2. Brent your posts are very well written, researched and presented. I do not have your training or wisdom in His word.

    For me it all boils down to if you believe acting upon your homosexual desires is a sin. I have great compassion for all those that struggle with sin. While no sin is greater than another, we as fallen men and women try to apply degrees to our activities and it seems that if “no-one gets hurt” or the activity makes one feel good it is acceptable. As men we will go to great lengths to justify our sinful behavior.

    This is a topic in our culture today, but homosexual desire and behavior has existed through time. Our culture has become so accepting of everything, not wanting to offend anyone, that the time has come that things once considered a sin by God and man can be questioned and changed. Those intent on disrupting Gods plan can manipulate man into justifying sin.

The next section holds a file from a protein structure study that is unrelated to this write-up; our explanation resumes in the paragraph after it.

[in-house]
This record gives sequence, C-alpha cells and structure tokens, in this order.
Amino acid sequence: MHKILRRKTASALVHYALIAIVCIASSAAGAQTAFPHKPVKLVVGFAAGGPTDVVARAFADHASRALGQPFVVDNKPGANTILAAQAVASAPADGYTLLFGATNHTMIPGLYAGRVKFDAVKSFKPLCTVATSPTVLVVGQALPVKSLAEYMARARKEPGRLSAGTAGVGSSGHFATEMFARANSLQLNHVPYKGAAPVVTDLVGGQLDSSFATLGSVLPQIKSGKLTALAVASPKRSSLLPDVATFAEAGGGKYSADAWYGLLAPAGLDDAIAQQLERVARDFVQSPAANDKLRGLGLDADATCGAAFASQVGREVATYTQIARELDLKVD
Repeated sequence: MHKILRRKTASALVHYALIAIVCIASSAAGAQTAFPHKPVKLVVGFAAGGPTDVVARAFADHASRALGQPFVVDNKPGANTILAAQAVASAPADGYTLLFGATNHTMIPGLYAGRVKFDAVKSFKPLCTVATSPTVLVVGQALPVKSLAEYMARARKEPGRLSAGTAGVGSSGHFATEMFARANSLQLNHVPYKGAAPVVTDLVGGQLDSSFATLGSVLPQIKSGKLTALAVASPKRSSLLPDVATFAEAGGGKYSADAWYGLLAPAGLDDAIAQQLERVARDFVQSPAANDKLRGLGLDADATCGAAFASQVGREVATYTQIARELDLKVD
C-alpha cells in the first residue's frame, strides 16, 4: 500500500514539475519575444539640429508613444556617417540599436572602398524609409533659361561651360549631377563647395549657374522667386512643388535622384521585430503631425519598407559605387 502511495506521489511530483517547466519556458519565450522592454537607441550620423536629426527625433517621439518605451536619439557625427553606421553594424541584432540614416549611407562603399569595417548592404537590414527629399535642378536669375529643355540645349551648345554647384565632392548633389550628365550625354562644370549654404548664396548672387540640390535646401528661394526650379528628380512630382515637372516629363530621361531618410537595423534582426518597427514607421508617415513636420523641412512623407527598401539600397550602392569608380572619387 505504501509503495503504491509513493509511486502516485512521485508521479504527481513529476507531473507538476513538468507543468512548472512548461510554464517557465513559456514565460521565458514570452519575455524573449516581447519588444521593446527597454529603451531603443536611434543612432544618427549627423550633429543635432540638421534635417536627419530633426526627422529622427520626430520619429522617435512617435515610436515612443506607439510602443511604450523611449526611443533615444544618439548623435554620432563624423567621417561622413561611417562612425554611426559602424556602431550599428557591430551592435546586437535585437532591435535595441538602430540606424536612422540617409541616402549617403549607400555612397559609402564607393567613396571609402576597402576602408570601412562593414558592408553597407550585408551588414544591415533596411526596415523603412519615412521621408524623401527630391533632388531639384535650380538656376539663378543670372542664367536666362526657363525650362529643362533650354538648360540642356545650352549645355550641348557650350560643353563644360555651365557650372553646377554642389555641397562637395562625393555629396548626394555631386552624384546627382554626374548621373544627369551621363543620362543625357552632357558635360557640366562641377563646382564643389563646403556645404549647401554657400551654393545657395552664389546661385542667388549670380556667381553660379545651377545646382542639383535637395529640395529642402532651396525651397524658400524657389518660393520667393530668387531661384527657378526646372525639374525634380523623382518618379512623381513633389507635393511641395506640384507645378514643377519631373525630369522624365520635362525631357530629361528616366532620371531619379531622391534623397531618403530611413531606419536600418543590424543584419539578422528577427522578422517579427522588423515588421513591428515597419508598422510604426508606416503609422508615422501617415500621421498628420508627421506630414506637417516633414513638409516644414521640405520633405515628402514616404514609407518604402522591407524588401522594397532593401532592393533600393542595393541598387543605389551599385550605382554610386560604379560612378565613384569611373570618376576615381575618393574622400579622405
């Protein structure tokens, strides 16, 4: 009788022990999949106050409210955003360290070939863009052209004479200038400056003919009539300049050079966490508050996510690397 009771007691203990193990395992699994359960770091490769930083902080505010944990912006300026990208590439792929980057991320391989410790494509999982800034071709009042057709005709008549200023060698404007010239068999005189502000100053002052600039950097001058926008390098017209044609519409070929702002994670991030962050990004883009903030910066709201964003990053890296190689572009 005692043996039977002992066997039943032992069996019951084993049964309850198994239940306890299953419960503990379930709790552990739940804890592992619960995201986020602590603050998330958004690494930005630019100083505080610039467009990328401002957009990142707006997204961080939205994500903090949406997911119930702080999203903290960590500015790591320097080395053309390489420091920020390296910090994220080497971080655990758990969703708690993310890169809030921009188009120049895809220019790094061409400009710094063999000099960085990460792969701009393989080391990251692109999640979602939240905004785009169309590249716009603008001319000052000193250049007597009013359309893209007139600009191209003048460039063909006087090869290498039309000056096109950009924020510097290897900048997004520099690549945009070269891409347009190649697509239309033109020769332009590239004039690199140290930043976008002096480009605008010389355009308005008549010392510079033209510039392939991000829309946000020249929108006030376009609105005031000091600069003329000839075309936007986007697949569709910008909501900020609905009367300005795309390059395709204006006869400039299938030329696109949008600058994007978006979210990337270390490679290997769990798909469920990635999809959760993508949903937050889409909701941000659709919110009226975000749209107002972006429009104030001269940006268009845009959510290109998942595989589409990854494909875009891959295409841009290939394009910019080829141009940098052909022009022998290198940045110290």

My daughter, who believes in same-sex marriage, asked me why my religious beliefs were going against an equality – human rights issue. Was Christ not the greatest of all human rights advocates, does Christianity promote equality in Christ? YES! on both counts.

    Are those willing to change the actual words, intent or interpretation of the Bible focusing on their earthly desires and pleasures instead of storing up treasures in heaven?

    1. Thanks. I’ve read plenty of Christians who’ve applied this “no one gets hurt” standard to homosexual behavior in order to say that if they can’t “see” any harm in it, then it must not be a sin. This is dangerous nonsense on many levels. Engaging in any behavior that’s contrary to our nature and contrary to God’s intentions for us is spiritually harmful. But living a gay lifestyle is harmful in many other ways, as statistics related to mental illness, drug abuse, suicide, infectious diseases, and life expectancy bear out.